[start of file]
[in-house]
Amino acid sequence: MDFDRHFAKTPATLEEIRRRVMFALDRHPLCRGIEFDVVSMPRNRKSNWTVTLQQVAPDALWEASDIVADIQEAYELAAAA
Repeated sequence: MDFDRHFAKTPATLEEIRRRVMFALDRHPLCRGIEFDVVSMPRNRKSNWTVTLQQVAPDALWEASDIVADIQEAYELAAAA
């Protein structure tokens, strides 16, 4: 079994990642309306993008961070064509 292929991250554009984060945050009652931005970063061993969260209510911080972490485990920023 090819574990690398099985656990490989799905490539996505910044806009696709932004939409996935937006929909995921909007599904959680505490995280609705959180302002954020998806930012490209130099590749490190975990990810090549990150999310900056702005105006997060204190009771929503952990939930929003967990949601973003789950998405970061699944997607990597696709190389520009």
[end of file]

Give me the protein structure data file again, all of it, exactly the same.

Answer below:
[in-house]
Amino acid sequence: MDFDRHFAKTPATLEEIRRRVMFALDRHPLCRGIEFDVVSMPRNRKSNWTVTLQQVAPDALWEASDIVADIQEAYELAAAA
Repeated sequence: MDFDRHFAKTPATLEEIRRRVMFALDRHPLCRGIEFDVVSMPRNRKSNWTVTLQQVAPDALWEASDIVADIQEAYELAAAA
């Protein structure tokens, strides 16, 4: 079994990642309306993008961070064509 292929991250554009984060945050009652931005970063061993969260209510911080972490485990920023 090819574990690398099985656990490989799905490539996505910044806009696709932004939409996935937006929909995921909007599904959680505490995280609705959180302002954020998806930012490209130099590749490190975990990810090549990150999310900056702005105006997060204190009771929503952990939930929003967990949601973003789950998405970061699944997607990597696709190389520009």